Skip to main content

Here's how many people have accessed free birth control in B.C.

Share

About 188,000 people have received free prescription contraception since British Columbia became the first province to offer it in April.

The province says in the first eight months of the program, about 123,000 people have received free pill contraceptives, while 30,000 got intrauterine devices - or IUDs - without cost.

About 37,000 people received emergency contraceptives through the program.

Premier David Eby made the announcement at a North Vancouver pharmacy and says 129,000 people also received prescriptions for minor ailments, such as allergies and shingles, through pharmacists since the province expanded their powers to prescribe medications on June 1.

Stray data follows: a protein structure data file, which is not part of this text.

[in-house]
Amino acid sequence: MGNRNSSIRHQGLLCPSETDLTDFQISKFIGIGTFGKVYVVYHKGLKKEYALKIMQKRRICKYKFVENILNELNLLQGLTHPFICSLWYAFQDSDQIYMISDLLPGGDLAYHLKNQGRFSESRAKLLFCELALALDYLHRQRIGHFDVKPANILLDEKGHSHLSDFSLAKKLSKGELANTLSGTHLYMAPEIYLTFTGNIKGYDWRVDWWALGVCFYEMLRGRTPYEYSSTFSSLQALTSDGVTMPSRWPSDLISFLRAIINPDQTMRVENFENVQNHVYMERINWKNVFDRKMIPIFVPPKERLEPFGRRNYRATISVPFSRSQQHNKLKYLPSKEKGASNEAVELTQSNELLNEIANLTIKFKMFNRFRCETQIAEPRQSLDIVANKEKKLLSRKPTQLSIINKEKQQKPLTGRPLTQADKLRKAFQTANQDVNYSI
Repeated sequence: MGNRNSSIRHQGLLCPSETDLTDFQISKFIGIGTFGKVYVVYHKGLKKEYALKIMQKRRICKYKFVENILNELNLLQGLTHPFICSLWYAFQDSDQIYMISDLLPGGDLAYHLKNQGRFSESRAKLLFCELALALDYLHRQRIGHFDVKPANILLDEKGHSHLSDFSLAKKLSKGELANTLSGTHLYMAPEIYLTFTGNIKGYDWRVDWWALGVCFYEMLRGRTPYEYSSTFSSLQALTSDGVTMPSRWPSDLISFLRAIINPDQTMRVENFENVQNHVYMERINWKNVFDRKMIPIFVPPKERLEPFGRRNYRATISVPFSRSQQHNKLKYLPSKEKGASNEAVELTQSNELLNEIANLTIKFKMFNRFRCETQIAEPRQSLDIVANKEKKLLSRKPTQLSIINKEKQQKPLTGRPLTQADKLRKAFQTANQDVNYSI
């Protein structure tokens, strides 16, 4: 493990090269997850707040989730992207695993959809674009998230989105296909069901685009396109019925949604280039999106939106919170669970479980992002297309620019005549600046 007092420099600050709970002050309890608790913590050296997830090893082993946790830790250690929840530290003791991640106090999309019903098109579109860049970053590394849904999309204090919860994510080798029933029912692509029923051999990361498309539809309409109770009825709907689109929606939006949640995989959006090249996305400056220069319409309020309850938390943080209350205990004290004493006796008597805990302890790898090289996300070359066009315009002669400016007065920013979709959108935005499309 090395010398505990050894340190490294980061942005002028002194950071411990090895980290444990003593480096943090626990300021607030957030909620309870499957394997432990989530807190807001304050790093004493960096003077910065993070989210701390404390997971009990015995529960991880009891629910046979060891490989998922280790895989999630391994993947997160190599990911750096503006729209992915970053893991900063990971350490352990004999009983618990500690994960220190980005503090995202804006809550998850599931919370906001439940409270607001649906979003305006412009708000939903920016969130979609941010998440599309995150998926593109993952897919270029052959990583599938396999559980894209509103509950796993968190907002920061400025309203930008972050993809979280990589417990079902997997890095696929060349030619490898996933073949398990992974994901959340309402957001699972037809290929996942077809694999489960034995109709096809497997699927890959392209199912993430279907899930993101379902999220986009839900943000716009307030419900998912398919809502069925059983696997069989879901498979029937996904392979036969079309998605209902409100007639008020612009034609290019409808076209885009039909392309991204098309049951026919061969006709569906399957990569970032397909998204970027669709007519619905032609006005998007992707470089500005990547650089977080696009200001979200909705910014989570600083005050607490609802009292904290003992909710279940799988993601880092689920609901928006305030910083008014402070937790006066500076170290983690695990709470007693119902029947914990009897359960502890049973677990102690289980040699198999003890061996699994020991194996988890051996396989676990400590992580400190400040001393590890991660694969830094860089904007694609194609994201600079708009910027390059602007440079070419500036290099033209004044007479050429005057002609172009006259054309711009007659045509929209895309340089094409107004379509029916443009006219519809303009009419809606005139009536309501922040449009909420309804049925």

Eby says the province estimates the free prescription contraceptive program will save a person about $300 a year on hormonal pills and $400 for one IUD.

B.C. announced its decision to provide free prescription contraception to all residents of the province in Finance Minister Katrine Conroy's budget speech in February.

A 2010 study estimated that the move would save the province about $95 million a year through reductions in abortions, prenatal visits and social supports.

This report by The Canadian Press was first published Dec. 8, 2023.

CTVNews.ca Top Stories

opinion

opinion What you should know about buy now, pay later plans

Buy now, pay later plans have surged in popularity, offering the allure of instant gratification without the immediate financial pinch. But financial advice columnist Christopher Liew saw that beneath their convenient surface, these programs harbour several pitfalls that can trap unwary consumers in a web of financial complications.

Stay Connected